Best iPad 2 Jailbreak Apps & Tweaks in Cydia

Now that the wait is finally over and the iPad 2 jailbreak is here (you can follow our instructions here), you may be wondering what you want to do to exercise your tablet’s new freedom? Here are some suggestions to get you started.

Updated: Best New iPad Jailbreak Apps & Tweaks

All of these tweaks will be using the Cydia app store that was installed during the jailbreak. Unless noted otherwise, these apps should be found by simply searching for them in Cydia.

RetinaPad ($2.99)

Skype app on iPad on the left, the same app using RetinaPad on the right


Probably the coolest and most useful jailbreak tweak for your iPad is RetinaPad. Have you noticed that when you’re using iPhone-only apps, you scale them up to full screen on the iPad and they look like they’re being displayed on a Commodore 64? This will (somewhat) fix that.

When iPhone apps are scaled up, Apple doesn’t have them use the maximum resolution settings. In other words, they show like an iPhone 3GS app blown up, not like an iPhone 4 app blown up.

RetinaPad isn’t perfect, but it sharpens many things that would normally be pixelated. As you can see in the screenshot above, the numbers and letters on the Skype app are displayed in a crisper, higher resolution.

To use it, simply purchase RetinaPad from Cydia, then open your iPad’s settings icon. Scroll down and you’ll see a menu for RetinaPad. Select the apps you want to enable it for then start the app.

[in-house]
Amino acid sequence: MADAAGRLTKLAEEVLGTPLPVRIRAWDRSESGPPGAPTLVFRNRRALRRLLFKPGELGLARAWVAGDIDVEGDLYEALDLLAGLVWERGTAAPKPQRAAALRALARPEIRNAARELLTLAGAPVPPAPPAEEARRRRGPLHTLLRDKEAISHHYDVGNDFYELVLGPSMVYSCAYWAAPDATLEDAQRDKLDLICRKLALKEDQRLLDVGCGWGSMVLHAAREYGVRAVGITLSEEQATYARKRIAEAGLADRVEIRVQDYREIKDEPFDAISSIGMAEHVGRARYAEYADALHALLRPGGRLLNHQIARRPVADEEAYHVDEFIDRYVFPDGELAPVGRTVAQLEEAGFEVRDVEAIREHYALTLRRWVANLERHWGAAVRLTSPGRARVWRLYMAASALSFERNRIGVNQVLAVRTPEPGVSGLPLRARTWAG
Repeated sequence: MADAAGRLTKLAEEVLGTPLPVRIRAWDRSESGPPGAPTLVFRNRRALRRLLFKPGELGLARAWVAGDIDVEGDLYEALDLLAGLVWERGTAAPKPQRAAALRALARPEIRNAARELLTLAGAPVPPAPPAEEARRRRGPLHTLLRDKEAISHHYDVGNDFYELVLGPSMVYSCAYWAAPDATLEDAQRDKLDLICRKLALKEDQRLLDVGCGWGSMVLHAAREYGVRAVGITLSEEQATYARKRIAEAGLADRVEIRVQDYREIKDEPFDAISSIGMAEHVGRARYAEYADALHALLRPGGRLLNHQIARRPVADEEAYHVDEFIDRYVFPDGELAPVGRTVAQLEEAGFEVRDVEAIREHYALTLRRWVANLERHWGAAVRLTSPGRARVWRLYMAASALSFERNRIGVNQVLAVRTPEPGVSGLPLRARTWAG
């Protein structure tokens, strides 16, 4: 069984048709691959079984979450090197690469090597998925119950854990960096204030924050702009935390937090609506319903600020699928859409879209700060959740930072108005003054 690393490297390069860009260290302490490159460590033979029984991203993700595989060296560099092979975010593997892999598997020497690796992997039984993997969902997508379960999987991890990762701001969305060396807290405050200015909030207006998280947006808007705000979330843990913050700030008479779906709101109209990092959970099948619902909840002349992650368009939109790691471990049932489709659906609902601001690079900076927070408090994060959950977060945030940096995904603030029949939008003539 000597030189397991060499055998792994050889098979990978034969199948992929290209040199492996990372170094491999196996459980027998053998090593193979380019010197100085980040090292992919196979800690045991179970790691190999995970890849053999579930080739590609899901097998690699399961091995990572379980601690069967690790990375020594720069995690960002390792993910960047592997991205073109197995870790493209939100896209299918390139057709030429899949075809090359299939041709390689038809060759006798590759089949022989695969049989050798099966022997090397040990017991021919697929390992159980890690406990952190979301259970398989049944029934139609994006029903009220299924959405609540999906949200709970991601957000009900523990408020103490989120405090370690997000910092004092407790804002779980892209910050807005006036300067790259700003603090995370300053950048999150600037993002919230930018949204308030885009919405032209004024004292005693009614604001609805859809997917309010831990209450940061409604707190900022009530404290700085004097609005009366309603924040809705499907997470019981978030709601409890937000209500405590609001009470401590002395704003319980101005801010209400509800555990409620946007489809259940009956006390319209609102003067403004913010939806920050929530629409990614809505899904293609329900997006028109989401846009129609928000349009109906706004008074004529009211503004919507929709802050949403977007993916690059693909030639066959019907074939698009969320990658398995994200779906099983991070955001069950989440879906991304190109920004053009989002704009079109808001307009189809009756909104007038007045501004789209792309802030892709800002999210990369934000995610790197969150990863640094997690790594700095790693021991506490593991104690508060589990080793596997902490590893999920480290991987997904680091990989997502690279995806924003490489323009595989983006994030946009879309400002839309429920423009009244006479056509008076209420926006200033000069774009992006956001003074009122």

If it doesn’t take effect right away, you may need to kill the app first by opening the task-switcher (double-tap of home-button), long-pressing on the app’s icon, and hitting the small red line to terminate it.

FullForce (free)



FullForce serves a very similar purpose as RetinaPad, though it does it in a very different way. Rather than making the scaled up apps look much clearer, FullForce attempts to turn iPhone apps into iPad apps. It’s hit and miss, and works surprisingly well on Facebook, Google Voice, and others – but can also be way off on many other apps.

Apps are toggled the same way as with RetinaPad, in the iPad’s settings menu.

As it’s free to install from Cydia, it’s a good idea to keep this one around. You can experiment and see which works better for each app – this or RetinaPad.

SBSettings (free)


SBSettings is one of those essential jailbreak apps, no matter what iDevice you have. Instead of having to dig through a long list of menus just to do something simple like turn your WiFi off or adjust your screen’s brightness, SBSettings lets you activate a neat little pop-up by simply swiping to the side on the status bar. The options can be customized, the look can be themed, and there are many more add-ons to be had in Cydia.

Infinifolders ($.99)

Do you have folders that fill up with apps? Do you find yourself having “Games 1,” “Games 2,” “Games 3” due to Apple’s limit on the number of apps in a folder? Infinifolders removes that limit. After purchasing, you can load up any folder with as many apps as you please and scroll down the list to find the one you want.

This tweak is priceless for the app-hoarder in you.

iFile ($4)

One of Apple’s goals is to prevent users from ever having to deal with a computer’s  file system. While we love this simplicity, for some tweaks there is no substitute for being able to access the backbone of your device. Enter iFile.

Some of the more advanced tweaks below will require having iFile. Even if a file system is intimidating for you, you can always find simple instructions for applying tweaks via iFile.

To install, simply purchase the app from Cydia and open the icon that will be on your homescreen.

MobileNotifier (free)